Review: Nothing by Janne Teller

Janne Teller, translated by Martin Aitken
February 2010 

When Pierre Anthon realizes that nothing matters, he drops of out his seventh grade less and sits in a plum tree, taunting his classmates with facts about the briefness of their lives and meaninglessness of everything in them. Determined to prove Pierre Anthon wrong and show how meaningful their lives are, Pierre’s classmates begin to collect items with meaning. They start with photos and small trinkets but move quickly on to other things – Agnes’ favorite green sandals, a pet hamster, a bike. As the kids demand greater and greater sacrifices from each other, the game takes on a life of its own, and things turn very bad very quickly.

I’ve struggled with this one for the better part of a week now. I gave it five stars, then changed it to three, then upped it to four. Even now, writing this review, I’m not quite sure what to make of  it. The Goodreads blurb compares Nothing to Lord of the Flies, which is the most apt comparison I can come up with too. Like Lord of the Flies, this is a story about adolescents run amok, children who discover they don’t have to play by all the implicit rules and values on which society’s existence depends. It’s depressing as hell, too, and it’s not something to read for entertainment value alone.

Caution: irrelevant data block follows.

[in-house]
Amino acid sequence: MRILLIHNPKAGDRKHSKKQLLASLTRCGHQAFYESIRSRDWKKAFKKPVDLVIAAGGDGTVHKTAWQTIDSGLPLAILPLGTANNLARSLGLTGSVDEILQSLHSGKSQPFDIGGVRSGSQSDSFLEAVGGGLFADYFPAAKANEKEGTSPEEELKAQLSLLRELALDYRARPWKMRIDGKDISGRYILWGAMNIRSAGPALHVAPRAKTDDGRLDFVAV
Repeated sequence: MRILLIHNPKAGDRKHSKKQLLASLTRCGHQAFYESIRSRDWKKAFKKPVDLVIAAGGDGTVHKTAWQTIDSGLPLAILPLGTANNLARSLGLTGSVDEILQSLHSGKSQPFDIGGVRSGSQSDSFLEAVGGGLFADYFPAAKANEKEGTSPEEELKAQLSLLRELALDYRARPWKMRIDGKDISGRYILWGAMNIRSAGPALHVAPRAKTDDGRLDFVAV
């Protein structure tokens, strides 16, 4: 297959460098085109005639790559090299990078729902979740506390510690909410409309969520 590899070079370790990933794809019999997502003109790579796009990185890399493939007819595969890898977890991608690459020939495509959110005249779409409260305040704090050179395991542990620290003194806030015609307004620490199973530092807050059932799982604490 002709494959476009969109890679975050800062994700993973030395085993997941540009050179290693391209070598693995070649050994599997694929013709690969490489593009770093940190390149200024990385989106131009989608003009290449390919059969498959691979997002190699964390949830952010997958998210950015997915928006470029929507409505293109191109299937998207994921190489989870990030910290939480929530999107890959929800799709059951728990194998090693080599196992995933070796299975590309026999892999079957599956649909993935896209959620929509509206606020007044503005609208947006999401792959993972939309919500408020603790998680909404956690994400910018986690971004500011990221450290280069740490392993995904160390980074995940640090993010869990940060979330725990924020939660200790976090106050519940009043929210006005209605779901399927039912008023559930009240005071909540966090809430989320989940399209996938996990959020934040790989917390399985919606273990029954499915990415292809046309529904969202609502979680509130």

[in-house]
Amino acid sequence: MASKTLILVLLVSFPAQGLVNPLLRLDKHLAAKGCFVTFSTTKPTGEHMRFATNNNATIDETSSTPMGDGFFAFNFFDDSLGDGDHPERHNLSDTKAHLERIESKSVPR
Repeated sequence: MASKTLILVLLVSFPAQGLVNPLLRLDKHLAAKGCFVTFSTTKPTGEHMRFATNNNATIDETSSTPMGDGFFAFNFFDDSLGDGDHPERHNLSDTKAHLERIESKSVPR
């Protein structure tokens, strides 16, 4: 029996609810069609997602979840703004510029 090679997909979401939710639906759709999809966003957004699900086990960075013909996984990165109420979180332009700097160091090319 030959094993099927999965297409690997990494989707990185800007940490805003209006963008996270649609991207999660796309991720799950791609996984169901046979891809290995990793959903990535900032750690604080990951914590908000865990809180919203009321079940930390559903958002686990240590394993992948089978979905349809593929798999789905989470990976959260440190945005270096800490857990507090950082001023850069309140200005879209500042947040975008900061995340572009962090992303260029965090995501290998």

But. Having thought about it for days, I think that Nothing was pretty amazing, actually. I appreciate reading young adult literature that’s more than fun, more an coming-of-age, something that’s a thought-exercise more than a story. That kind of writing isn’t uncommon in adult literature, but it’s more difficult in literature aimed specifically at adolescents. Agnes is a particularly effective narrator because she’s neither the ring-leader nor the naysayer, just part of a crowd who gets swept along into some very horrible things. Agnes isn’t exceptional in any way-she’s an everywoman, she’s us-and yet she’s a willing participant in the heap of meaning. This book is interesting-it’s been a little burr in my brain since I finished it–and it’s different. So much of the YA I read, while enjoyable, well-written, and often moving, is basically the same thing draped in a different storyline. Nothing reads like adult fiction in that it’s unusual. It’s a coming-of-age story in the least palatable of senses. I think Teller succeeds at what she’s trying to do, and while it isn’t fun, it’s though-provoking and stays with you.

Recommended for grades 7 and up, preferably with lots of discussion to accompany it. My review copy came from the library.

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